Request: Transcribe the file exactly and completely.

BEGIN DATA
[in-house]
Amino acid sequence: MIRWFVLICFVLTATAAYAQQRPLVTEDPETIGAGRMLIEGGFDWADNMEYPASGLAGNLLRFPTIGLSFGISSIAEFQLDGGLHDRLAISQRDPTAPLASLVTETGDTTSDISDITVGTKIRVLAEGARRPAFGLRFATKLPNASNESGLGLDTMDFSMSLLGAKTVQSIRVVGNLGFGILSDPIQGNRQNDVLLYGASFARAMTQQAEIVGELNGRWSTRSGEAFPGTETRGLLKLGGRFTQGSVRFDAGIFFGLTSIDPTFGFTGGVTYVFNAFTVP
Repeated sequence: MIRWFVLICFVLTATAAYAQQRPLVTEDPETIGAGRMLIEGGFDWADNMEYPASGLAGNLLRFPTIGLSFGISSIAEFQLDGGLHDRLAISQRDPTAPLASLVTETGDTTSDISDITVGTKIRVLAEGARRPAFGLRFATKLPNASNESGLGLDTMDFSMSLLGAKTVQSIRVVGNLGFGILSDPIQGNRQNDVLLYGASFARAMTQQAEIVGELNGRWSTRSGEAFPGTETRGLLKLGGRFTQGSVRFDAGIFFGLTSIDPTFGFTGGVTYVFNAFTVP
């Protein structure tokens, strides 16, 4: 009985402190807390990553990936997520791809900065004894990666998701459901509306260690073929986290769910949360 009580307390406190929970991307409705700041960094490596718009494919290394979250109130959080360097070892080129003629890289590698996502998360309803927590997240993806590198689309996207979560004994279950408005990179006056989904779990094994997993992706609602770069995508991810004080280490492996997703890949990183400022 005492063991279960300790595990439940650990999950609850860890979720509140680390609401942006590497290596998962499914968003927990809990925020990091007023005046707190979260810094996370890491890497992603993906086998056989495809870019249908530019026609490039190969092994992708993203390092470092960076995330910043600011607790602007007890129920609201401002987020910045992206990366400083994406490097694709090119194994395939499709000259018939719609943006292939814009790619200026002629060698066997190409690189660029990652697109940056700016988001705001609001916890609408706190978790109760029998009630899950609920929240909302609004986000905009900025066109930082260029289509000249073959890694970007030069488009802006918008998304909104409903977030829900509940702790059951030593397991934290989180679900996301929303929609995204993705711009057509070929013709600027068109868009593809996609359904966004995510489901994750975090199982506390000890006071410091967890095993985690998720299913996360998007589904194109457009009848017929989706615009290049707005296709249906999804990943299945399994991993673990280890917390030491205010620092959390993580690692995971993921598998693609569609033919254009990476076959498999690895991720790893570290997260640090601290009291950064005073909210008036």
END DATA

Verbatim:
[in-house]
Amino acid sequence: MIRWFVLICFVLTATAAYAQQRPLVTEDPETIGAGRMLIEGGFDWADNMEYPASGLAGNLLRFPTIGLSFGISSIAEFQLDGGLHDRLAISQRDPTAPLASLVTETGDTTSDISDITVGTKIRVLAEGARRPAFGLRFATKLPNASNESGLGLDTMDFSMSLLGAKTVQSIRVVGNLGFGILSDPIQGNRQNDVLLYGASFARAMTQQAEIVGELNGRWSTRSGEAFPGTETRGLLKLGGRFTQGSVRFDAGIFFGLTSIDPTFGFTGGVTYVFNAFTVP
Repeated sequence: MIRWFVLICFVLTATAAYAQQRPLVTEDPETIGAGRMLIEGGFDWADNMEYPASGLAGNLLRFPTIGLSFGISSIAEFQLDGGLHDRLAISQRDPTAPLASLVTETGDTTSDISDITVGTKIRVLAEGARRPAFGLRFATKLPNASNESGLGLDTMDFSMSLLGAKTVQSIRVVGNLGFGILSDPIQGNRQNDVLLYGASFARAMTQQAEIVGELNGRWSTRSGEAFPGTETRGLLKLGGRFTQGSVRFDAGIFFGLTSIDPTFGFTGGVTYVFNAFTVP
């Protein structure tokens, strides 16, 4: 009985402190807390990553990936997520791809900065004894990666998701459901509306260690073929986290769910949360 009580307390406190929970991307409705700041960094490596718009494919290394979250109130959080360097070892080129003629890289590698996502998360309803927590997240993806590198689309996207979560004994279950408005990179006056989904779990094994997993992706609602770069995508991810004080280490492996997703890949990183400022 005492063991279960300790595990439940650990999950609850860890979720509140680390609401942006590497290596998962499914968003927990809990925020990091007023005046707190979260810094996370890491890497992603993906086998056989495809870019249908530019026609490039190969092994992708993203390092470092960076995330910043600011607790602007007890129920609201401002987020910045992206990366400083994406490097694709090119194994395939499709000259018939719609943006292939814009790619200026002629060698066997190409690189660029990652697109940056700016988001705001609001916890609408706190978790109760029998009630899950609920929240909302609004986000905009900025066109930082260029289509000249073959890694970007030069488009802006918008998304909104409903977030829900509940702790059951030593397991934290989180679900996301929303929609995204993705711009057509070929013709600027068109868009593809996609359904966004995510489901994750975090199982506390000890006071410091967890095993985690998720299913996360998007589904194109457009009848017929989706615009290049707005296709249906999804990943299945399994991993673990280890917390030491205010620092959390993580690692995971993921598998693609569609033919254009990476076959498999690895991720790893570290997260640090601290009291950064005073909210008036």